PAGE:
The value of environmental monitoring systems through APIs

September 21 2022

What is a REST API and why should I care?

Figure 1: Setra CEMS architecture with REST API client examples.

Figure 1: Setra CEMS architecture with REST API client examples.

Awareness and use of APIs has exploded in recent years. Originally a domain for the software development community, these powerful interoperability enablers are now at the forefront of web, cloud-based, and mobile application development.

Although APIs have been around for decades, their increase in popularity and standardization can be attributed in large part to two major game-changing events in technology and culture.

  1. The 2006 launch of Amazon Web Services for S3 (Simple Storage Service), the first in the cloud. Amazon S3 was introduced via a simple interface (REST API) to store and retrieve data across the web. This provided developers with an easy-to-use, scalable, and inexpensive storage infrastructure service similar to Amazon’s internal IT. S3 was soon followed by Amazon’s Elastic Compute Cloud (EC2), which offered computing capacity of various sizes using a similar REST API approach. These two new Amazon Web services launched the cloud computing industry and, at the same time, created the means by which REST APIs will soon dominate the web services landscape at the expense of a plethora of more complex pre-existing standards.
  2. The launch of the Apple iPhone in 2007. The massive success of Apple’s new class of computing platform has created a massive demand for smartphones and mobile applications and the fundamental need for access to content and data for this burgeoning new market. The approaches and mechanisms for distributing content to websites had to be expanded to include content distribution on mobile devices and applications.

The result of these developments was the rapid creation of the REST API as a de facto industry standard.

REST API – stands for representational state transfer and data rendering using the lightweight JSON format. The vast majority of APIs use this standard because it provides fast performance, reliability, and scalability.

No need to reinvent the wheel.

Unified APIs allow complementary software functionality to work strongly within and between applications, locally or over the Internet. These applications are increasingly sourced from different suppliers, each with specialized expertise and capabilities. API repositories are now popular as collaboration and interaction between potential API consumers and API providers fosters thriving API communities and solution ecosystems. Leveraging the standardization of this interface and the huge variety of services and data sources available, developers and end users can now pick and choose between and easily combine best-in-class solution components to deliver new capabilities and business value.

CEMS REST API – The easy, powerful and reliable solution to integrate with EMS

Practical example. If you need secure, unified access to information from a cloud database filled with data from sensors and instruments in critical environments such as cleanrooms, Setra CEMS REST API is your answer. Candidate examples for a client application include: Historians/Data Lakes, Supervisory Control and Data Acquisition Systems (SCADA), Quality Management Systems (QMS), Manufacturing Execution Systems (MES), Statistical Process Control Systems (SPC), and Laboratory Information Management Systems (LIMS) distributed control systems (DCS), mobile applications, and a myriad of other applications.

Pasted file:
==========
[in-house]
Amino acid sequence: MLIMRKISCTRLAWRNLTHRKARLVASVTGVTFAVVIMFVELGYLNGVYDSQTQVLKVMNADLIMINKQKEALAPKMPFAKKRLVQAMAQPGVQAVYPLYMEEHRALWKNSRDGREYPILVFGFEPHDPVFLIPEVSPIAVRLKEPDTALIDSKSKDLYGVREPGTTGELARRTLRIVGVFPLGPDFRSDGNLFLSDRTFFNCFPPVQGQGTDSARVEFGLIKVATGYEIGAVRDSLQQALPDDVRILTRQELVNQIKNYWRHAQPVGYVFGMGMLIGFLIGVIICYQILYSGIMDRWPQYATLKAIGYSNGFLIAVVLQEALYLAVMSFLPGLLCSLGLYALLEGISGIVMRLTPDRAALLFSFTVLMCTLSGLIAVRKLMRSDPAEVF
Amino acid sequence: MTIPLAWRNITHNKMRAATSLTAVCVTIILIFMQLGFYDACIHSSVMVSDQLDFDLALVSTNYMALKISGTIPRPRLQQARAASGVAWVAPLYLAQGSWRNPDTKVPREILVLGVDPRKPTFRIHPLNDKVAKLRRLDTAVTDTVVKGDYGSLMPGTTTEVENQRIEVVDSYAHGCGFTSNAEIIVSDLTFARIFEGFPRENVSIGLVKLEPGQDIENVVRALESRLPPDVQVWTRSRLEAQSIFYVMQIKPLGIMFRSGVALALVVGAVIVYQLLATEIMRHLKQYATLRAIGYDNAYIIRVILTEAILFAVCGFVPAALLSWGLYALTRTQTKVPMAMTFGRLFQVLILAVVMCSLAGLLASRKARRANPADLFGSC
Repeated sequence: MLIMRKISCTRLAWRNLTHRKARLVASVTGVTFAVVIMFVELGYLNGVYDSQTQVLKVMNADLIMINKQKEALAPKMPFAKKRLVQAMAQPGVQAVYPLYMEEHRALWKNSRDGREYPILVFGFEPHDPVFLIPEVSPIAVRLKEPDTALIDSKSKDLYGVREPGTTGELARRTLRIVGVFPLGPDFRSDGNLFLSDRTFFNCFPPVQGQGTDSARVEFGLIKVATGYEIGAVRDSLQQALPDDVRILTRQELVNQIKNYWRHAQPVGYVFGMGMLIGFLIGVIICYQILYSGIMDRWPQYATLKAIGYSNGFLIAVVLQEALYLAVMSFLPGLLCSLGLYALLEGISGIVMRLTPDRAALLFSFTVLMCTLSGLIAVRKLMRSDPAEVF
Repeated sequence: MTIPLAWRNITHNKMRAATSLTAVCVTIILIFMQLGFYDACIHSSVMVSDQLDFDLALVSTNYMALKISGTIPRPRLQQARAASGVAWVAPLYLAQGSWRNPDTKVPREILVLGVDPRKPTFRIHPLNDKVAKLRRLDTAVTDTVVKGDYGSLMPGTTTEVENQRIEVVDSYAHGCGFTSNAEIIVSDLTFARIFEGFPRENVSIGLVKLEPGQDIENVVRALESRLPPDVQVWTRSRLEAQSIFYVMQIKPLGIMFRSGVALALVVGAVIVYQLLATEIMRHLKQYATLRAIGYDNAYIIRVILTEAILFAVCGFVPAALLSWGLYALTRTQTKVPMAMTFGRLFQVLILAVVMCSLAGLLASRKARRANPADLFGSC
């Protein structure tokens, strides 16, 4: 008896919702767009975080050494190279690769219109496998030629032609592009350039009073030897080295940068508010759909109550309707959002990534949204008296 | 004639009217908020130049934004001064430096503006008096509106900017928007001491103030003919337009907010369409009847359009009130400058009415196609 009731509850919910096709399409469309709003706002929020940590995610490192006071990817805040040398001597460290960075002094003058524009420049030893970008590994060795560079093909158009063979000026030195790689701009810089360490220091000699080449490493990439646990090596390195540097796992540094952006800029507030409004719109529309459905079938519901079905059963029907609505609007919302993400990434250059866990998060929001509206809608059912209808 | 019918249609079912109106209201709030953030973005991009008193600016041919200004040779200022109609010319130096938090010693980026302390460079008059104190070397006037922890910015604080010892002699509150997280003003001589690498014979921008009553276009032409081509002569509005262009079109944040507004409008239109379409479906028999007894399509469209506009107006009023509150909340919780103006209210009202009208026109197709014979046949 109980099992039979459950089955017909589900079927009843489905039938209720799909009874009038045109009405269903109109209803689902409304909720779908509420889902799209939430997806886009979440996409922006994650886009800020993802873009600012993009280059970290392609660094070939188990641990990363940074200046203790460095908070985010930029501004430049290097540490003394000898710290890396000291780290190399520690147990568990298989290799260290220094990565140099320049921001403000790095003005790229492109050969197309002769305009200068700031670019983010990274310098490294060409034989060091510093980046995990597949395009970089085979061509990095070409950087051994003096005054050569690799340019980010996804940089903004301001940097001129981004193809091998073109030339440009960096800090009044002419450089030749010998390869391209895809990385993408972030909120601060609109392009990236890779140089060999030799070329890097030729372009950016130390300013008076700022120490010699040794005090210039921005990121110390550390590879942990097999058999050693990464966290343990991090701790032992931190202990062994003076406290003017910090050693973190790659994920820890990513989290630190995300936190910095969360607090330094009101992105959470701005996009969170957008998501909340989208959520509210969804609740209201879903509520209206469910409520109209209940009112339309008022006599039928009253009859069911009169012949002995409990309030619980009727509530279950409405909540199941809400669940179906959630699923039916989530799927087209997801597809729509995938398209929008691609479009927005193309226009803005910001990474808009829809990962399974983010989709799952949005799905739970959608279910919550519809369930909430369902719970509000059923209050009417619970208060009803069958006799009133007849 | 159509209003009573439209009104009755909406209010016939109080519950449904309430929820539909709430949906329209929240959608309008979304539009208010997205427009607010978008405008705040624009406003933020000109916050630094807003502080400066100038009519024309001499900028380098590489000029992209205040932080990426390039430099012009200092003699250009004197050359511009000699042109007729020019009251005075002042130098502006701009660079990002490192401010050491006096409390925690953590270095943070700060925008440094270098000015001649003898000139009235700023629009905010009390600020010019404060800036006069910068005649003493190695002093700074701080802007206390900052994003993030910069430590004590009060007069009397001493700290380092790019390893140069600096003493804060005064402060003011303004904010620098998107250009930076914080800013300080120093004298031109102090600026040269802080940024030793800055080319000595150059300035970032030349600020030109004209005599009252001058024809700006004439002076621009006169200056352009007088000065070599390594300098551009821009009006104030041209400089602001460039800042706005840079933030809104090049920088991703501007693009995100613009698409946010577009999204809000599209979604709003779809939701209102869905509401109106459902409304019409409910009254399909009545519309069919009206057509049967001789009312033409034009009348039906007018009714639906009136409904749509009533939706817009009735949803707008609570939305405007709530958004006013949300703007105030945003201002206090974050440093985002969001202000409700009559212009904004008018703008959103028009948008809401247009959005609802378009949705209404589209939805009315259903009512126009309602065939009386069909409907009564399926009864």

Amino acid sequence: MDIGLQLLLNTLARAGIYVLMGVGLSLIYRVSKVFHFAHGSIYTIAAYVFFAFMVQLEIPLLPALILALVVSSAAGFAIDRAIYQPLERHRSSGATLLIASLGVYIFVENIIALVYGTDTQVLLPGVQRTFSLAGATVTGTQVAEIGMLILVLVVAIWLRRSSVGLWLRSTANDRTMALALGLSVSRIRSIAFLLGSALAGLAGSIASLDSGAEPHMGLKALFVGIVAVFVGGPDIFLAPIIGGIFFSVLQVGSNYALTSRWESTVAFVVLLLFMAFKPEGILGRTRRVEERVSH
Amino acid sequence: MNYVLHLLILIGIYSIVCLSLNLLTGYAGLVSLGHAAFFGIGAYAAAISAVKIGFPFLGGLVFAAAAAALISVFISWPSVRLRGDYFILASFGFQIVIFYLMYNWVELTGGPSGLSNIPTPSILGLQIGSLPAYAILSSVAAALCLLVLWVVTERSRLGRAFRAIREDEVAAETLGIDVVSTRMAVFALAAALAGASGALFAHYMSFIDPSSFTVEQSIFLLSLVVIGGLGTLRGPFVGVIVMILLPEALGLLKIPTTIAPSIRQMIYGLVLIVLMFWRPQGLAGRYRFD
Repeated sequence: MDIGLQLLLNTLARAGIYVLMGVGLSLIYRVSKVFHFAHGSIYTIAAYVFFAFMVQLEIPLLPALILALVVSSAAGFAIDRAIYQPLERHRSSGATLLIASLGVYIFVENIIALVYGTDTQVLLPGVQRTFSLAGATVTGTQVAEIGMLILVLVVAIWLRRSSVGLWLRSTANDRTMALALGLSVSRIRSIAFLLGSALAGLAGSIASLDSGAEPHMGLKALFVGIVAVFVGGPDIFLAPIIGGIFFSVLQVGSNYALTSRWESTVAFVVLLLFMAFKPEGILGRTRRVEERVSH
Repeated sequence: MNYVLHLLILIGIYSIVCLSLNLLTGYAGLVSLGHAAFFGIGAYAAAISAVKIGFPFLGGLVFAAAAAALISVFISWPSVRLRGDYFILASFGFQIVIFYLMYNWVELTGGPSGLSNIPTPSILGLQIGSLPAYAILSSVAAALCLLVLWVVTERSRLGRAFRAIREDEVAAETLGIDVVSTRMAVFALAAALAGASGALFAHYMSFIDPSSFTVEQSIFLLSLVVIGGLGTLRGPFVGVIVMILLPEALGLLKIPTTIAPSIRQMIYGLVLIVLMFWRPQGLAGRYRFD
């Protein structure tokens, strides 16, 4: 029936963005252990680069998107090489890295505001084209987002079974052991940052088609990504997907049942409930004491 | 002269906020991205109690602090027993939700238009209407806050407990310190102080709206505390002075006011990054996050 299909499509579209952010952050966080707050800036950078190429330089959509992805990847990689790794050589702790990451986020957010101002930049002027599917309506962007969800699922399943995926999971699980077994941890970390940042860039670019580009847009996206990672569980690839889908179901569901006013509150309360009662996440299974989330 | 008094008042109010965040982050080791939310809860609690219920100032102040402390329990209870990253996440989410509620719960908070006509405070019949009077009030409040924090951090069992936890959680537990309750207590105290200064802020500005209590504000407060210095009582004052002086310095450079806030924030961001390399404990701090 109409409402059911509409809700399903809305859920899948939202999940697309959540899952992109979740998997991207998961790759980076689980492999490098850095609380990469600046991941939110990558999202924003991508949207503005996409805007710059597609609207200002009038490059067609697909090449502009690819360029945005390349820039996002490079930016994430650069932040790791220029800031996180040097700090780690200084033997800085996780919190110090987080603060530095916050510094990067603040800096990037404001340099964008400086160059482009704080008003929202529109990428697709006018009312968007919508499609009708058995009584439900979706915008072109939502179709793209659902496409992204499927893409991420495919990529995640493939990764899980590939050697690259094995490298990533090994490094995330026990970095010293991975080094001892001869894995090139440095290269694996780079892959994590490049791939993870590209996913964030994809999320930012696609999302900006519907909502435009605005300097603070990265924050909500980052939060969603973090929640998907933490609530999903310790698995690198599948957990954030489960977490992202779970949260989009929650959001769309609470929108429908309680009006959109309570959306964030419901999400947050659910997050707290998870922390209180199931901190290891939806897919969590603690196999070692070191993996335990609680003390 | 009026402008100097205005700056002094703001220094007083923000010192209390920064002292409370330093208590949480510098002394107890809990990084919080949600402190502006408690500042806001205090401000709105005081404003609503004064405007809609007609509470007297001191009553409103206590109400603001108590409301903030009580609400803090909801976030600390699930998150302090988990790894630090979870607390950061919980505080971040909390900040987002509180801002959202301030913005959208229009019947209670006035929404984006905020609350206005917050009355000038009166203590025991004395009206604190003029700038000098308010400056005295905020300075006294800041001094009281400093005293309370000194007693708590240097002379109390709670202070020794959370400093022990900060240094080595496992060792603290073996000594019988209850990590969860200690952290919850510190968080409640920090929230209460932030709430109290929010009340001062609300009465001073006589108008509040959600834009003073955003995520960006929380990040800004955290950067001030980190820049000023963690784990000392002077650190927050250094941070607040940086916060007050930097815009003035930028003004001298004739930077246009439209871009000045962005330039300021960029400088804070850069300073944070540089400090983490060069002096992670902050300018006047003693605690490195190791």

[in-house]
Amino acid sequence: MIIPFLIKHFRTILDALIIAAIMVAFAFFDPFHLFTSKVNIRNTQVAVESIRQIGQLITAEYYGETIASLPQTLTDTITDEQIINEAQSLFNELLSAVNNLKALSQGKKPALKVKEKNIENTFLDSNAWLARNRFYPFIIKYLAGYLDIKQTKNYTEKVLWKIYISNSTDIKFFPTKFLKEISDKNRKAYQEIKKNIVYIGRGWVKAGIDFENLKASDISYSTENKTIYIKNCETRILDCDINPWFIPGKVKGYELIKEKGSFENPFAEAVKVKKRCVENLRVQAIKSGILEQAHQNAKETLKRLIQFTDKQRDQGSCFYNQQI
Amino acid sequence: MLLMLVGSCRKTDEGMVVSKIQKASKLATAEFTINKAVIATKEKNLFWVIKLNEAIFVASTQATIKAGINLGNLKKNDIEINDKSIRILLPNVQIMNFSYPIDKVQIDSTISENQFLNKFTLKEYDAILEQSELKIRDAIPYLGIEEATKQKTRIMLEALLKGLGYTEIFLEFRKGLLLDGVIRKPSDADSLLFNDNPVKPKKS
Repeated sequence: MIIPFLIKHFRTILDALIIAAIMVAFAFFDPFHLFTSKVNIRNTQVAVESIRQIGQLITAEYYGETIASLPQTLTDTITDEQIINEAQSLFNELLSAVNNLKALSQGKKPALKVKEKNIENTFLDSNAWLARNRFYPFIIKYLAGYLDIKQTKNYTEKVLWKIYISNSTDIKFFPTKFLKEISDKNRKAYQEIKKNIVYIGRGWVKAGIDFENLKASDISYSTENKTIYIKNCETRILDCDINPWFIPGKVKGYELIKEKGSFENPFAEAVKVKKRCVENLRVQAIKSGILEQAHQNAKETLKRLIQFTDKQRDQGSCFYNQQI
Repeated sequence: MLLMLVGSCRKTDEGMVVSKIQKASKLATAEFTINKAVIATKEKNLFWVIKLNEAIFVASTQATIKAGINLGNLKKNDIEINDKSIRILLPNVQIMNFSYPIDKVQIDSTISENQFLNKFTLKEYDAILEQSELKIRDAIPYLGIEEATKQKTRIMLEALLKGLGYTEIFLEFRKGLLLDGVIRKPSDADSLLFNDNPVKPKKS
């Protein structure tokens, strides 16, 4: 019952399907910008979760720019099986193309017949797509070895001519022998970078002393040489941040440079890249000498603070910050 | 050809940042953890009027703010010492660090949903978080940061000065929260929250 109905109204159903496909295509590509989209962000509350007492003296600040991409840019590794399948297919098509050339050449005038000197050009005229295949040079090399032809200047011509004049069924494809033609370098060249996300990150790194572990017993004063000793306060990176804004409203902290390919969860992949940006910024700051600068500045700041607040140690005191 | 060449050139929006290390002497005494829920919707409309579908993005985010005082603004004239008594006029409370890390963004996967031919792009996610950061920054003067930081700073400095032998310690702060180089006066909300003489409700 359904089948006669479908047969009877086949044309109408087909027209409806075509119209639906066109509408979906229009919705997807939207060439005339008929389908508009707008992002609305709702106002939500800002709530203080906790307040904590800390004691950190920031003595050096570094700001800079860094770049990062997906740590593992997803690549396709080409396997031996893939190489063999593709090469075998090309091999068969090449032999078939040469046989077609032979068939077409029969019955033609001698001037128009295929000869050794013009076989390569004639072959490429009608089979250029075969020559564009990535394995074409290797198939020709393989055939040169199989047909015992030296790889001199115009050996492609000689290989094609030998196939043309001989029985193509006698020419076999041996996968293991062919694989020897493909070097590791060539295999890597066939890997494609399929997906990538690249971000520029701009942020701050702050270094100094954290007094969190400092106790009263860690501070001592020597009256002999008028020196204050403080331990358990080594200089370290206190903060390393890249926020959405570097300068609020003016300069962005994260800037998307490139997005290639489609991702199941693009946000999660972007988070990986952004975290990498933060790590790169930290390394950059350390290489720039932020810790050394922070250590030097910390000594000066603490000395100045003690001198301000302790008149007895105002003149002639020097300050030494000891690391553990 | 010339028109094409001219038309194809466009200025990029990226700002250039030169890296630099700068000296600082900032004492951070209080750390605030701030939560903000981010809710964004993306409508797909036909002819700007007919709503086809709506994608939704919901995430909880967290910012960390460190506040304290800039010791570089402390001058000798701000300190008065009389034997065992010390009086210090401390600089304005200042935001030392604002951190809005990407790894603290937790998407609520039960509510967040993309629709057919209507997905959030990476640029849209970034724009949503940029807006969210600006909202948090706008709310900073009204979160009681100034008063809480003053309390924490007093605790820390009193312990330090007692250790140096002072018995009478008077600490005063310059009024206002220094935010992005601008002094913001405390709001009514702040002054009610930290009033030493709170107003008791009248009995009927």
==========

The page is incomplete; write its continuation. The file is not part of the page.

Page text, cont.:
As shown in Figure 1, parameters such as temperatures, relative humidity levels, differential pressures, air velocities, particle counts (and any three-way data sources from analog, Modbus, and BACnet communications) can be collected and sent through a Setra Edge gateway device to the Setra cloud-based CEMS platform. This information is encrypted to ensure data integrity during transmission.

The CEMS server includes a rich API that provides access to appropriately authorized client applications
Operations that can be applied to a wide variety of resources. These resources are accessed through HTTP
Methods like GET and POST – see Figure 2.

Figure 2: An example of a GET HTTP method for running a time-series data read operation.

Figure 2: An example of a GET HTTP method for running a time-series data read operation.

APIs, the backbone of digital transformation and pharmaceutical 4.0

Adopting and exploiting such powerful contemporary open software technologies support large-scale industry initiatives such as digital transformation and Pharma 4.0. As the industry evolves to produce smaller batches and customized drugs, the amount of accompanying information required to administer them will increase exponentially. APIs will break down silos within and between organizations by building bridges between industry, regulators, healthcare and all other stakeholders. In practical terms, it means more connectivity, more productivity, simplified compliance, and the organization of production information to respond to issues as they arise.

Get the program

If you want to evaluate the powerful capabilities of the Setra CEMS REST API by accessing a comprehensive list of resources and processes along with interactive JSON scripts, click over here.

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